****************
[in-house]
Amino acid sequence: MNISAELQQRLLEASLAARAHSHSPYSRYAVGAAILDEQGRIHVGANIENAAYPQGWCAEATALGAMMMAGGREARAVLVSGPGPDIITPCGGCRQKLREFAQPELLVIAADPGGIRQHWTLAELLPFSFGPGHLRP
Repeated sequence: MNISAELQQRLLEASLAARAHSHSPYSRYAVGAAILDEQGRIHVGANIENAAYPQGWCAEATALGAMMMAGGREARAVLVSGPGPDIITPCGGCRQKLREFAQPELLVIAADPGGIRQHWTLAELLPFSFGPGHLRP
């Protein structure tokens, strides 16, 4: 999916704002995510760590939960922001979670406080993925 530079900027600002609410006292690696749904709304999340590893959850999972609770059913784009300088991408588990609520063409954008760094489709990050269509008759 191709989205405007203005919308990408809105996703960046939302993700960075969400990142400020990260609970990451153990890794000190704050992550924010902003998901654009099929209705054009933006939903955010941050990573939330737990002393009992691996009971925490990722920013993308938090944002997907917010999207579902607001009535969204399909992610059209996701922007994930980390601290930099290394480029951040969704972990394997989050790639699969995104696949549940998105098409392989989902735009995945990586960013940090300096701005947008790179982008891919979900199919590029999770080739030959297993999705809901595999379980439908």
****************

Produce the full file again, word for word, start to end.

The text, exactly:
[in-house]
Amino acid sequence: MNISAELQQRLLEASLAARAHSHSPYSRYAVGAAILDEQGRIHVGANIENAAYPQGWCAEATALGAMMMAGGREARAVLVSGPGPDIITPCGGCRQKLREFAQPELLVIAADPGGIRQHWTLAELLPFSFGPGHLRP
Repeated sequence: MNISAELQQRLLEASLAARAHSHSPYSRYAVGAAILDEQGRIHVGANIENAAYPQGWCAEATALGAMMMAGGREARAVLVSGPGPDIITPCGGCRQKLREFAQPELLVIAADPGGIRQHWTLAELLPFSFGPGHLRP
């Protein structure tokens, strides 16, 4: 999916704002995510760590939960922001979670406080993925 530079900027600002609410006292690696749904709304999340590893959850999972609770059913784009300088991408588990609520063409954008760094489709990050269509008759 191709989205405007203005919308990408809105996703960046939302993700960075969400990142400020990260609970990451153990890794000190704050992550924010902003998901654009099929209705054009933006939903955010941050990573939330737990002393009992691996009971925490990722920013993308938090944002997907917010999207579902607001009535969204399909992610059209996701922007994930980390601290930099290394480029951040969704972990394997989050790639699969995104696949549940998105098409392989989902735009995945990586960013940090300096701005947008790179982008891919979900199919590029999770080739030959297993999705809901595999379980439908």